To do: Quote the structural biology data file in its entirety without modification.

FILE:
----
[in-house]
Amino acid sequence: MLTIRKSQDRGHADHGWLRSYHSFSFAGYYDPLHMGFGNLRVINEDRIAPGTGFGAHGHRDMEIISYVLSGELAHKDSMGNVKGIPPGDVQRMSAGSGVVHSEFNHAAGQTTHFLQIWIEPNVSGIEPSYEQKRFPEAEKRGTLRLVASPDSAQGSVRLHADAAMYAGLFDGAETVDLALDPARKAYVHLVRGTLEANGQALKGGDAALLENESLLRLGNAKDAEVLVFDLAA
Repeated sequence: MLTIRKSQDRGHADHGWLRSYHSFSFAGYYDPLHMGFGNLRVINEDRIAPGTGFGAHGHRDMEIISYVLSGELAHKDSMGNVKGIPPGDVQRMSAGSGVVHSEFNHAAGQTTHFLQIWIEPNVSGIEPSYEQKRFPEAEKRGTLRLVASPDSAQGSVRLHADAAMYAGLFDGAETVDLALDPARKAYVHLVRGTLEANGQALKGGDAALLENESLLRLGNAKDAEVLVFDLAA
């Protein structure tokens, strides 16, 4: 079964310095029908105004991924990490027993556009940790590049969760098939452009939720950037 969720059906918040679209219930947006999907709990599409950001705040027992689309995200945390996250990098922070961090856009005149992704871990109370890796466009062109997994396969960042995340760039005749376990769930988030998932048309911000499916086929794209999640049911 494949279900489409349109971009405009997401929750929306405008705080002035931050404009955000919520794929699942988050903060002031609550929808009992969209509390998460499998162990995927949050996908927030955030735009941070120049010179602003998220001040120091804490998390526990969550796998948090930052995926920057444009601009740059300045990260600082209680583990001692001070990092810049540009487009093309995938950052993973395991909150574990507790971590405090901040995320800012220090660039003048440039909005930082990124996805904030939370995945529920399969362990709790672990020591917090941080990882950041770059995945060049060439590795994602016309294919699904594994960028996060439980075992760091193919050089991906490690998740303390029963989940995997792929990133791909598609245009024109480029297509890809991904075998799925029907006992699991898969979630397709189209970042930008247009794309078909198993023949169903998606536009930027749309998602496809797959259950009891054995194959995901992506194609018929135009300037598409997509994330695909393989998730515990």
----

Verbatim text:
[in-house]
Amino acid sequence: MLTIRKSQDRGHADHGWLRSYHSFSFAGYYDPLHMGFGNLRVINEDRIAPGTGFGAHGHRDMEIISYVLSGELAHKDSMGNVKGIPPGDVQRMSAGSGVVHSEFNHAAGQTTHFLQIWIEPNVSGIEPSYEQKRFPEAEKRGTLRLVASPDSAQGSVRLHADAAMYAGLFDGAETVDLALDPARKAYVHLVRGTLEANGQALKGGDAALLENESLLRLGNAKDAEVLVFDLAA
Repeated sequence: MLTIRKSQDRGHADHGWLRSYHSFSFAGYYDPLHMGFGNLRVINEDRIAPGTGFGAHGHRDMEIISYVLSGELAHKDSMGNVKGIPPGDVQRMSAGSGVVHSEFNHAAGQTTHFLQIWIEPNVSGIEPSYEQKRFPEAEKRGTLRLVASPDSAQGSVRLHADAAMYAGLFDGAETVDLALDPARKAYVHLVRGTLEANGQALKGGDAALLENESLLRLGNAKDAEVLVFDLAA
């Protein structure tokens, strides 16, 4: 079964310095029908105004991924990490027993556009940790590049969760098939452009939720950037 969720059906918040679209219930947006999907709990599409950001705040027992689309995200945390996250990098922070961090856009005149992704871990109370890796466009062109997994396969960042995340760039005749376990769930988030998932048309911000499916086929794209999640049911 494949279900489409349109971009405009997401929750929306405008705080002035931050404009955000919520794929699942988050903060002031609550929808009992969209509390998460499998162990995927949050996908927030955030735009941070120049010179602003998220001040120091804490998390526990969550796998948090930052995926920057444009601009740059300045990260600082209680583990001692001070990092810049540009487009093309995938950052993973395991909150574990507790971590405090901040995320800012220090660039003048440039909005930082990124996805904030939370995945529920399969362990709790672990020591917090941080990882950041770059995945060049060439590795994602016309294919699904594994960028996060439980075992760091193919050089991906490690998740303390029963989940995997792929990133791909598609245009024109480029297509890809991904075998799925029907006992699991898969979630397709189209970042930008247009794309078909198993023949169903998606536009930027749309998602496809797959259950009891054995194959995901992506194609018929135009300037598409997509994330695909393989998730515990």